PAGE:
Ladder Option - Explained
What is a Ladder Option?
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What is a Ladder Option?
A ladder option refers to an exotic option which looks in partial profit as soon as the underlying asset hits predetermined rungs or price levels. This assures at least some profit, irrespective of the underlying asset retracing beyond the rungs before the option expires. Ladder options are available in varieties of put and call. Don't mistake ladder options, that are specific forms of options contracts, for long put ladders, long call ladders, and their short counterparts. These counterparts are options strategies which involve the simultaneous purchase and sale of multiple contracts.
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How Does a Ladder Option Work?
A ladder option is similar to a traditional option contract which gives the holder the right, but not the obligation to either buy or sell an underlying asset at a pre-planned price or date. Nevertheless, ladder options ass a feature which permits the holder to secure partial profits at intervals that are predetermined. These intervals are referred to as "rungs" and the higher the number of rungs the underlying asset crosses, the more profit secures. The holder keeps profits on the basis of the highest rung attained for calls or the lowest rung attained for puts irrespective of the underlying's price crossing back below (for calls) or even above (for puts) the rungs before it expires. Because non-returnable partial profits are earned by the holder as the trade develops, the total risk is a lot lower as against traditional vanilla options. The compromise is that ladder options cost more than similar vanilla options.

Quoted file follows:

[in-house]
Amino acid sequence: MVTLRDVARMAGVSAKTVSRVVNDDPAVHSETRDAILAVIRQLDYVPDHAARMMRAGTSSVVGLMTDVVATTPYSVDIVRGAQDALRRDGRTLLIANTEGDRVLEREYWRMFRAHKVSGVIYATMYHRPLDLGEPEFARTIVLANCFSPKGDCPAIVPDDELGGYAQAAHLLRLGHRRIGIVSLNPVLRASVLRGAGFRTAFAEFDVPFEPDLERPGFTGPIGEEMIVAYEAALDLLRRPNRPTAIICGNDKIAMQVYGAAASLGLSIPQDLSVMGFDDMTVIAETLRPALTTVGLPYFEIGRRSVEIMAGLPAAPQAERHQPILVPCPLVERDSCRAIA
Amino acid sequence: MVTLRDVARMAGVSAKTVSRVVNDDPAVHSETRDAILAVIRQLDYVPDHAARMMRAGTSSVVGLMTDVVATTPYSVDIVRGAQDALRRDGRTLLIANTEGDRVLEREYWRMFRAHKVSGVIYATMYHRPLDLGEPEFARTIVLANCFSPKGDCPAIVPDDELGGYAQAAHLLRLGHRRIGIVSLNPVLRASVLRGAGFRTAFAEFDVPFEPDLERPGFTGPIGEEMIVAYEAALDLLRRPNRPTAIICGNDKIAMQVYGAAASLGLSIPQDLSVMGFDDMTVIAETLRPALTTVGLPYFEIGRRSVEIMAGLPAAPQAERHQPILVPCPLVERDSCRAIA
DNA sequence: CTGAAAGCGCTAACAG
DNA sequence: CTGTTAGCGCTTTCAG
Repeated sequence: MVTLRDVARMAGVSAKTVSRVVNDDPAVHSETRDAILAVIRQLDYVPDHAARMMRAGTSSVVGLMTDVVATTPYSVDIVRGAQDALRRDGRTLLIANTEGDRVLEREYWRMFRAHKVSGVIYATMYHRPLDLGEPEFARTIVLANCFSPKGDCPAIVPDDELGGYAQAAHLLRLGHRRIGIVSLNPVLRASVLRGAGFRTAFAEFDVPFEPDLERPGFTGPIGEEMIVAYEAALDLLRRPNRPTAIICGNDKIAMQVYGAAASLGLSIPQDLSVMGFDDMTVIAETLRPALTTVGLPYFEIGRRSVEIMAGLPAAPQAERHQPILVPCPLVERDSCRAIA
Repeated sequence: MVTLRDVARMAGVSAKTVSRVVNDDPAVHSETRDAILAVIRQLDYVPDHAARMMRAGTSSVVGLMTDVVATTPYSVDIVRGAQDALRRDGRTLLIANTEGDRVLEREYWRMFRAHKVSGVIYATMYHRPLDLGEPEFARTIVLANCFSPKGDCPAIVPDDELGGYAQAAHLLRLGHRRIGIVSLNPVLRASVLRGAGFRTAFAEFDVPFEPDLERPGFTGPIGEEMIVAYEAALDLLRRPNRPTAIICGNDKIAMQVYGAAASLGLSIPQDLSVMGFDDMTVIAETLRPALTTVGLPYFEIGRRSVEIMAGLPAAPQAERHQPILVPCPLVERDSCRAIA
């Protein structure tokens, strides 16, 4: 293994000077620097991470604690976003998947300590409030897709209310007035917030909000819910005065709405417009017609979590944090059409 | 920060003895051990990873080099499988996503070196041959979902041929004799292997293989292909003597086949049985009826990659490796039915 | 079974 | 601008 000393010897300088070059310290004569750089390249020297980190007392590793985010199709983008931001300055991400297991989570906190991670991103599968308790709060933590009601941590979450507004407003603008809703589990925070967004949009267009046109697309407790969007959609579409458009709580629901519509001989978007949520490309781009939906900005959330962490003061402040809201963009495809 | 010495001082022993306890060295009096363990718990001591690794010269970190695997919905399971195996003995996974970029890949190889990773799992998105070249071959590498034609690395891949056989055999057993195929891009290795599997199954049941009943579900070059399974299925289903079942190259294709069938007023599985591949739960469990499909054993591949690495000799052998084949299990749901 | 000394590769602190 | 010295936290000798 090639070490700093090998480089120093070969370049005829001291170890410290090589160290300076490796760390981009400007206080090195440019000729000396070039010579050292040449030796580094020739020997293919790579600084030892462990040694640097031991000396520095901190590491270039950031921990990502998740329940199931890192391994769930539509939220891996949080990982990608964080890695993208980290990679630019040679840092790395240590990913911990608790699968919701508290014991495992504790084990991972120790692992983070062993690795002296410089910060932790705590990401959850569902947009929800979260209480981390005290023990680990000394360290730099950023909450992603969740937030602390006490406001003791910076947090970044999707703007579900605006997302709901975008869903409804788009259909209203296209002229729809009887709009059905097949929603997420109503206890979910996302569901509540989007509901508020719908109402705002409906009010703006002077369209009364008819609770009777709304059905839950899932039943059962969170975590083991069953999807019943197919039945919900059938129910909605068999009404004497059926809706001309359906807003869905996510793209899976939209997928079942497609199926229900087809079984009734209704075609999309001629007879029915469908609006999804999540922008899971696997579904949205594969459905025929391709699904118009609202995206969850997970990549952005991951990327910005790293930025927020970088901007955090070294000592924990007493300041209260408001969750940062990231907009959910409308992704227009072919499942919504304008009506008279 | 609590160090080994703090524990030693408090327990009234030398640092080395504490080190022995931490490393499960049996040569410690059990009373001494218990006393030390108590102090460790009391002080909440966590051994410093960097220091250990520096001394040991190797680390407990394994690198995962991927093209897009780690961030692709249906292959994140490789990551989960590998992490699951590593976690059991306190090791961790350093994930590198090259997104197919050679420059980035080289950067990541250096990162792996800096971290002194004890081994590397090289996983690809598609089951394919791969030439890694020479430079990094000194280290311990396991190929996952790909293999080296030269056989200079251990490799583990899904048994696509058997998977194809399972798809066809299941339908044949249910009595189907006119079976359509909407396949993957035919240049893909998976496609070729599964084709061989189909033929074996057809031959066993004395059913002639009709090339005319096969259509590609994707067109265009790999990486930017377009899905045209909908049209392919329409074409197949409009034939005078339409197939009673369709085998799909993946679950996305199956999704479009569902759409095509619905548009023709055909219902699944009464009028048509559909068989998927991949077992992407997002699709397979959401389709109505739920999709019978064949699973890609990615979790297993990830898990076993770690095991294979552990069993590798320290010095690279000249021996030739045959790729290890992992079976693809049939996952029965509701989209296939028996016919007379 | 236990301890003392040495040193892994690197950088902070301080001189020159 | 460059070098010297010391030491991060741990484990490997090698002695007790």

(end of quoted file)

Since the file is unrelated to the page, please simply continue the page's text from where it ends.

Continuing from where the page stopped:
Ladder Option Example
Consider a ladder call option with 50 as its underlying asset price, 55 as its strike price, rungs set at 60, 65, and 70. Supposing the underlying price gets to 62, the profit locks in at 5 (i.e. rung minus strike or 60-55). Supposing the underlying gets to 71, then the locked in profit rises to 15 (new rung minus strike or 70-55), irrespective of the underlying falling below these levels before the expiry date. As with vanilla options, the time value is also associated with ladder options. Hence, the traded price for call options is typically above the locked in the amount of profit, and declining as the expiry date approaches. If the underlying's price falls below any of the rungs triggered, again for calls, it practically doesn't matter to the option's price the partial profit is guaranteed. Even though this is oversimplified in that the lower the underlying goes beneath the highest triggered rung, the less likely it would be to bounce back to surpass the rung and get to the next rung.